Figure 3.
 
Model predictions for the first nine new fixations showing the relative importance (z-statistic of the priority map in a GLMM analysis) of object recognition uncertainty, bottom–up saliency, target features, and center bias in free viewing (A), TP search (B), and TA search (C). Brightness codes greater contribution. Instances show the proportion of images contributing to each fixation prediction. Note that instances sum to 1 over the column and that the factor weights sum to 1 over each row.
Table 1.
 
Standard errors, z values, and p values for significance tests conducted on the different priority maps from our GLMM analysis.
Table 1.
 
Standard errors, z values, and p values for significance tests conducted on the different priority maps from our GLMM analysis.
Free viewing
Figure 3A shows normalized GLMM z-statistics indicating the unique contribution of priority map feature in predicting FDMs computed for each of the first nine new fixations made during free viewing. The rightmost column shows the relative number of image “instances” over which the GLMM z-statistics are estimated. Brightness codes a greater contribution of a feature bias, or more instances. The nine rows correspond to the first nine new fixations made during the free-viewing task, with the weightings of values for each row normalized to sum to 1. For example, the most weighted feature for predicting attention was object recognition uncertainty on fixation 7. Note that instances are also normalized to sum to 1, only this normalization is column-wise. Values from top to bottom therefore indicate the proportion of images having exactly one new fixation, exactly two new fixations, etc. 
The clear pattern from these data is that uncertainty was better than both saliency and center bias in predicting free-viewing fixations, and that this was broadly true regardless of the order of the fixation in the scanpath. The only exception to this pattern was in the first fixation, where center bias was the best predictor of attention. Feature weights were significant for all fixations, except for center bias on fixation 7, as indicated by an independent t-test analysis of our GLMM model (Table 1, top). Note that these and all subsequent statistical comparisons were Bonferroni corrected to avoid inflated type I errors by multiple testing.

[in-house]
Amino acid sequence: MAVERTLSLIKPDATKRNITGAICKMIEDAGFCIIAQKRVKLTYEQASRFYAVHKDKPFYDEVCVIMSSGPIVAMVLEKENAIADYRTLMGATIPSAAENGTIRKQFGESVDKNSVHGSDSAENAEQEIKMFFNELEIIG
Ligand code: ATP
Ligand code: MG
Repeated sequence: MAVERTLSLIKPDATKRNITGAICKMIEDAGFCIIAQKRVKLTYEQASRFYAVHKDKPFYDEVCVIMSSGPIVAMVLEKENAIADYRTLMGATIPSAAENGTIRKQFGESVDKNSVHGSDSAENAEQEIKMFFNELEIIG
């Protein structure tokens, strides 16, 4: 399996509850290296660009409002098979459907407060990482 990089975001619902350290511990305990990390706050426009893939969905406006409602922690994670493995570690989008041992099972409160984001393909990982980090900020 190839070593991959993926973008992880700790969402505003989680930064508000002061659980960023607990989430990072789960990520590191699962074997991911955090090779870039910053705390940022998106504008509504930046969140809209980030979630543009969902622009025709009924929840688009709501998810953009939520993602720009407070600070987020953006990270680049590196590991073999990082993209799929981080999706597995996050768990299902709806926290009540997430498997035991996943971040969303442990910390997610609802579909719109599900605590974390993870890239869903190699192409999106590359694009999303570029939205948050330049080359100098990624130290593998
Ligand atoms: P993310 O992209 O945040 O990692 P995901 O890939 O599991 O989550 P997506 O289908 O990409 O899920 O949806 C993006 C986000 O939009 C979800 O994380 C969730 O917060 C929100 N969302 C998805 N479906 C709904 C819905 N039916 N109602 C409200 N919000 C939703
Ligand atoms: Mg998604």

Target-present search
Figure 3B shows the corresponding analyses for a search task where an exemplar of the target category appeared in the search scene. The most salient pattern in these data is the superiority of target features in predicting overt search behavior (Table 1, middle), which was clear by even the first saccade and peaked over fixations three to five. The slight decline in target-feature weighting observed over fixations six to nine should be interpreted with caution because the mean number of fixations required to find the target in the COCO-Search18 dataset was 1.85, meaning that there were relatively few trials having five or more fixations. Moreover, these trials likely represent the more difficult searches where the target guidance signal might be smaller. The dominance of a target bias in our weighting came largely at the expense of a diminished center bias, perhaps due in part to target objects being prevented from appearing at center locations in COCO-Search18. Target-feature dominance also diminished the unique contributions of uncertainty and saliency, rendering both small with saliency being narrowly better.